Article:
7.3. File Systems
7.3.1. The Ext4 File System
- Inode table initialization
- For very large file systems, the
mkfs.ext4process can take a very long time to initialize all inode tables in the file system. This process can be deferred with the
-E lazy_itable_init=1option. If this is used, kernel processes will continue to initialize the file system after it is mounted. The rate at which this initialization occurs can be controlled with the
-o init_itable=noption for the
mountcommand, where the amount of time spent performing this background initialization is roughly 1/n. The default value for
- Auto-fsync behavior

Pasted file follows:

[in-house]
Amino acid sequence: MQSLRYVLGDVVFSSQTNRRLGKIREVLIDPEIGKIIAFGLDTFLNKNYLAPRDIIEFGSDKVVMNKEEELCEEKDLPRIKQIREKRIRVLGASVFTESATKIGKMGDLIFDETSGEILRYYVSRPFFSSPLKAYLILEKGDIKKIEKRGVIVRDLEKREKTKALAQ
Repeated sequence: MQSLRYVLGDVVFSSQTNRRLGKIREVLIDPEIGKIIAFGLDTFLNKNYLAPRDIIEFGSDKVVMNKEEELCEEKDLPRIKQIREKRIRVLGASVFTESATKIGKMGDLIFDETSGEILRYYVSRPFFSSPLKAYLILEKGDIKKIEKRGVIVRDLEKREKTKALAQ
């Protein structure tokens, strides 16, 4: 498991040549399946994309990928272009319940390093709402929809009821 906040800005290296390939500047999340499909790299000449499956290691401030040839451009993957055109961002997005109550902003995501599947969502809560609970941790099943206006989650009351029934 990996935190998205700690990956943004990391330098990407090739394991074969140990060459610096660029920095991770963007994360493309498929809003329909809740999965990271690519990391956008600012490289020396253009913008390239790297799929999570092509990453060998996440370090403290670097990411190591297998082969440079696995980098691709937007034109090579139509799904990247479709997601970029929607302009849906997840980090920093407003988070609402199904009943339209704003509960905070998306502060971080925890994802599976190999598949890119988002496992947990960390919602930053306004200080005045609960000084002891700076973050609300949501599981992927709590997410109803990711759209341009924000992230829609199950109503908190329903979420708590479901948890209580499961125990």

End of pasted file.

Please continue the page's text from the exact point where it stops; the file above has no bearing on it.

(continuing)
- Because some applications do not always properly
fsync()after renaming an existing file, or truncating and rewriting, ext4 defaults to automatic syncing of files after replace-via-rename and replace-via-truncate operations. This behavior is largely consistent with older ext3 filesystem behavior. However,
fsync()operations can be time consuming, so if this automatic behavior is not required, use the
-o noauto_da_allocoption with the
mountcommand to disable it. This will mean that the application must explicitly use
fsync()to ensure data persistence.
- Journal I/O priority
- By default, journal commit I/O is given a slightly higher priority than normal I/O. This priority can be controlled with the
journal_ioprio=noption of the
mountcommand. The default value is
3. Valid values range from 0 to 7, with 0 being the highest priority I/O.
mkfsand tuning options, please see the
mount(8)man pages, as well as the
Documentation/filesystems/ext4.txtfile in the kernel-doc package.